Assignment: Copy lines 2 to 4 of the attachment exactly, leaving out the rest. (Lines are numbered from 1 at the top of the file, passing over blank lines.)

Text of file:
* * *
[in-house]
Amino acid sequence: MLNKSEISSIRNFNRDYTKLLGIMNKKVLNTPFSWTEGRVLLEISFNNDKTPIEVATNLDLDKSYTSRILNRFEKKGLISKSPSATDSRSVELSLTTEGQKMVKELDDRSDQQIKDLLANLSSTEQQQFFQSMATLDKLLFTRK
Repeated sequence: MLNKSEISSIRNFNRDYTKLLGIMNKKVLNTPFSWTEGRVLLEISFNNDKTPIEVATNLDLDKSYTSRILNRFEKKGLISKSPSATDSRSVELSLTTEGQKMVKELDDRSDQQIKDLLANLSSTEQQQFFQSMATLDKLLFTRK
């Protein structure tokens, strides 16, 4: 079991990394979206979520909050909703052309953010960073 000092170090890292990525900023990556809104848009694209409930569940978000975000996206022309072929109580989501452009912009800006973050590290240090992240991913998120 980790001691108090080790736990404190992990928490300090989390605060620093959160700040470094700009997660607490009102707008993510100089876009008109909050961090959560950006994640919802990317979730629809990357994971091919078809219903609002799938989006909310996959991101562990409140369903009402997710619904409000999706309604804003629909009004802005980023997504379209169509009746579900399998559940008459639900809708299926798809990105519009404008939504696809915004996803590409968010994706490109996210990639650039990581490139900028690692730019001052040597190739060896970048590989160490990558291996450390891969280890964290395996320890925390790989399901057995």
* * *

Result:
Amino acid sequence: MLNKSEISSIRNFNRDYTKLLGIMNKKVLNTPFSWTEGRVLLEISFNNDKTPIEVATNLDLDKSYTSRILNRFEKKGLISKSPSATDSRSVELSLTTEGQKMVKELDDRSDQQIKDLLANLSSTEQQQFFQSMATLDKLLFTRK
Repeated sequence: MLNKSEISSIRNFNRDYTKLLGIMNKKVLNTPFSWTEGRVLLEISFNNDKTPIEVATNLDLDKSYTSRILNRFEKKGLISKSPSATDSRSVELSLTTEGQKMVKELDDRSDQQIKDLLANLSSTEQQQFFQSMATLDKLLFTRK
């Protein structure tokens, strides 16, 4: 079991990394979206979520909050909703052309953010960073 000092170090890292990525900023990556809104848009694209409930569940978000975000996206022309072929109580989501452009912009800006973050590290240090992240991913998120 980790001691108090080790736990404190992990928490300090989390605060620093959160700040470094700009997660607490009102707008993510100089876009008109909050961090959560950006994640919802990317979730629809990357994971091919078809219903609002799938989006909310996959991101562990409140369903009402997710619904409000999706309604804003629909009004802005980023997504379209169509009746579900399998559940008459639900809708299926798809990105519009404008939504696809915004996803590409968010994706490109996210990639650039990581490139900028690692730019001052040597190739060896970048590989160490990558291996450390891969280890964290395996320890925390790989399901057995």